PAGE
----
In the last two weeks, we have seen Good Morning America’s host Lara Spencer ridicule Prince George for his special love of ballet among the other subjects he is pursuing outside of school. We have seen public criticize ISRO Chairperson Kailasavadivoo Sivan for crying when Chandrayaan-2’s 'Vikram' Lander failed to touch down on the Moon’s surface.
Among all of this highly visible public discourse, I’m wondering what message we are sending to young men about what is and is not acceptable, and whether it’s the message we want to be sending as we strive toward a more gender-equitable country.
Biologically speaking, baby boys and baby girls are “programmed” to cry equally. They cry the same amount at birth. They cry the same amount for the first five years of their lives.
So, why do we see so many fewer representations of men crying in movies and the media? According to Tony Porter, an activist and educator recognised for his efforts to end violence against women, “Around the age of 5, boys get the message that anger is acceptable but they’re not supposed to show other feelings, like vulnerability.” In other words, this expectation is 100% constructed by society.
And it’s not helped when esteemed political analysts like Gaurav Pandhi perpetuate this norm vocally and visibly.
I was expecting better temperament from the @ISRO chairman. Failures happen and are stepping stones for the success ahead. ISRO's achievements and efforts are applauded by the entire world. A man of his stature crying like a baby because of shortfalls looks idiotic to me. pic.twitter.com/hLIlzBmlAP— Gaurav Pandhi à¤ÂÂÂÂÂà¥ÂÂÂÂÂà¤°à¤µ à¤ªà¤¾à¤ÂÂÂÂÂà¤§à¥ÂÂÂÂÂ (@GauravPandhi) September 7, 2019
Turns out, when you’ve put your blood, sweat, and tears into something that’s been in the works since 2007âÂÂÂÂ-- âÂÂÂÂor you see your lander spacecraft lose communication with ground stations just 2.4 kilometers before touching down on the Moon’s surface, crying is a really natural human response.
I’m wondering: what would we have wanted to see? Would we have been more comfortable if Mr. Sivan had responded to the failed landing with a gruff handshake and brief statement? Space exploration is resource-intensive, time-intensive, and passion-intensive. Probing the edges of the known universe is literally as earthshattering as it gets. You don’t enter the field if you’re not passionate about the galaxy’s possibilities. So to have the world look on as a mission you are in charge of does not culminate in the outcome you were hoping for must be a lot of pressure, at the least -- and more likely, heartbreaking.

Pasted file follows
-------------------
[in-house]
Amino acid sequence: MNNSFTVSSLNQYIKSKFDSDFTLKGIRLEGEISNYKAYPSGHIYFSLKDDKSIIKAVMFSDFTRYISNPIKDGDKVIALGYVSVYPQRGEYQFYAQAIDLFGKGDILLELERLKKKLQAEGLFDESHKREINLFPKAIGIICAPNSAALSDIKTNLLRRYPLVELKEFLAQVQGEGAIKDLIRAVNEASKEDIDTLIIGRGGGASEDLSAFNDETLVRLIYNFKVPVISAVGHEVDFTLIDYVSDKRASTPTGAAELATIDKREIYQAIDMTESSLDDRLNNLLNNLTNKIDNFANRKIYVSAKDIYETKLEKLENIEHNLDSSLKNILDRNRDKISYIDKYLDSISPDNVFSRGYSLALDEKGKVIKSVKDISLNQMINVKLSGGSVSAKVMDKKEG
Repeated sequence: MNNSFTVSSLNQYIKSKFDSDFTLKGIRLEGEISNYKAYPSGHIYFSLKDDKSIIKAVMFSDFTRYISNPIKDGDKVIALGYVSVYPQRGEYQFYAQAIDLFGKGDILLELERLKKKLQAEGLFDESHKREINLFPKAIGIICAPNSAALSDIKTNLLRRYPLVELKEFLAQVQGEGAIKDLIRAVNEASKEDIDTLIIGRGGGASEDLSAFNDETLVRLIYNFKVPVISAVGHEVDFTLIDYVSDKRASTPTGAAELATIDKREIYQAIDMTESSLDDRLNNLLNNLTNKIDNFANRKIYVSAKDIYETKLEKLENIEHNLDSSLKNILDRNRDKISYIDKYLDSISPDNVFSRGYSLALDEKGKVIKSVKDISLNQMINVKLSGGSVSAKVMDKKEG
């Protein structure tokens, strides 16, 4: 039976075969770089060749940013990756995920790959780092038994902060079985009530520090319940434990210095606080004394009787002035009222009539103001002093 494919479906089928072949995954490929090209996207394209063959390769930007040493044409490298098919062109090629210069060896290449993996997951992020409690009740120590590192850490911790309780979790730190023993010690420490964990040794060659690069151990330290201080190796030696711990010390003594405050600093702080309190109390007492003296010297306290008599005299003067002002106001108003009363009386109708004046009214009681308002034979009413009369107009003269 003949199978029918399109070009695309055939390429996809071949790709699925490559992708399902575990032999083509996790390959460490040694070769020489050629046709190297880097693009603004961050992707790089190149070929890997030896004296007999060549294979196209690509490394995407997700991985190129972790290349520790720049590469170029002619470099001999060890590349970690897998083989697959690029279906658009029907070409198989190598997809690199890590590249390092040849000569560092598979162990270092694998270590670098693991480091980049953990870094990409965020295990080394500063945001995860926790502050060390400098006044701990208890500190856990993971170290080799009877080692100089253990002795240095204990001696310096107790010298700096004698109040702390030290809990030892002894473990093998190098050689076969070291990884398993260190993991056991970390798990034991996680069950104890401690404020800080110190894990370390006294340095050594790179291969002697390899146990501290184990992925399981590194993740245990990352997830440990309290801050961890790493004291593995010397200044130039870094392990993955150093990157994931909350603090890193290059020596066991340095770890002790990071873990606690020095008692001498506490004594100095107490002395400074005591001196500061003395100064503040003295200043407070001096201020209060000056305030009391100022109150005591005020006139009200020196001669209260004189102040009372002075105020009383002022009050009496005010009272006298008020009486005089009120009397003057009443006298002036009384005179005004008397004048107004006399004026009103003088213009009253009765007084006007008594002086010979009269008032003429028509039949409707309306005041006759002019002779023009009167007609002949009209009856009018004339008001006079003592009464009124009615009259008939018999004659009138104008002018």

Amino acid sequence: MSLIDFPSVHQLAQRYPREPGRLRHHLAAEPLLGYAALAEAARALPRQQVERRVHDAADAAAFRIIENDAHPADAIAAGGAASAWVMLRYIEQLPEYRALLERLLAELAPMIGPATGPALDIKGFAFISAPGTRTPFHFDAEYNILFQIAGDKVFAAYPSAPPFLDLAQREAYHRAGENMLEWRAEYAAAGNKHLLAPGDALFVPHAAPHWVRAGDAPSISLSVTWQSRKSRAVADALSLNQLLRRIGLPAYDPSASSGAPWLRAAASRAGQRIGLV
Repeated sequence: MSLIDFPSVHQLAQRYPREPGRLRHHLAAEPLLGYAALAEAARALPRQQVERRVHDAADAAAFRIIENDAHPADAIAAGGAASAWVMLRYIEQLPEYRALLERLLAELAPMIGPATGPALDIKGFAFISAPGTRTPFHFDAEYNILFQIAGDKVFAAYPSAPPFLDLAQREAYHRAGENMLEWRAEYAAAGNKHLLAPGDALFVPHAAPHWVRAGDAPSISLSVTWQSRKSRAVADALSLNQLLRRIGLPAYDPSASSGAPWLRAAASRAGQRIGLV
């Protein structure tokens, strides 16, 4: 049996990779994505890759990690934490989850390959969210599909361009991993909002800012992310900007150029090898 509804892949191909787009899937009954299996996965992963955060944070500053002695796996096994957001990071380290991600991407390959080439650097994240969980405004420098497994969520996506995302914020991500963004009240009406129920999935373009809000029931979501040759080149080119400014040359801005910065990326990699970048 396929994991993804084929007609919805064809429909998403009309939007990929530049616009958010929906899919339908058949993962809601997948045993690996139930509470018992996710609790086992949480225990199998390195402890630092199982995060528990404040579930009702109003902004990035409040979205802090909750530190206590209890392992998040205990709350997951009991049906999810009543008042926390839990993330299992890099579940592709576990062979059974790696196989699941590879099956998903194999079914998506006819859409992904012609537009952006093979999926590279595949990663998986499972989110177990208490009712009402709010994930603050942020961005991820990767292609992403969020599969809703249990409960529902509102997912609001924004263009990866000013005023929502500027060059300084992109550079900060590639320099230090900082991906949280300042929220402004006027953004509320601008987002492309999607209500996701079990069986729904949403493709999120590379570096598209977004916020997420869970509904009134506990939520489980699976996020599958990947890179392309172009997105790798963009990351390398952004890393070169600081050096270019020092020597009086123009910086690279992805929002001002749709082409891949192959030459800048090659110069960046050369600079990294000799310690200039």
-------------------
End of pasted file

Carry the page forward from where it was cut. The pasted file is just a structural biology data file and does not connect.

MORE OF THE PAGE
The rough exteriors we have encouraged our boys to cultivate cover up a depth of pain that can go along with growing up as a boy. While society speaks openly about the obstacles that accompany girls’ success in school, family, and the workplace, we’re nearly silent about the burdens that are borne by boys. And we give them major signalling as they grow up that they should remain silent about their pain.
This isn’t discussed enough, but a study in the Indian Journal of Psychiatry shows 53.22% children face one or more forms of sexual abuse every year, and among them, the number of boys abused was 52.94%. Boys are less likely to tell a family member about their experiences with abuse. Boys are 89% less likely than girls to reach out for psychiatric support after they have been victims of sexual violence. Instead, they might rely on outlets like misbehaving in school or exaggerated visibility -- what is actually in many cases a desperate cry for help.
Boys, who have been hurt, rely, in some cases, on violence as a way to express their pain. When we remove outlets like an open expression of emotion or creation of art from the toolkit that boys have to process their pain through, we are seriously stunting their ability to live happy and fulfilled lives.
I hope that we, as the public, can think about the very real consequences of suppressing emotions for adolescents growing up in this country, the next time we choose to pass comments about men showing their emotions in the public sphere.
(Ratna Gill works at Aangan, an NGO working to strengthen India's child protection system. Views expressed are personal.)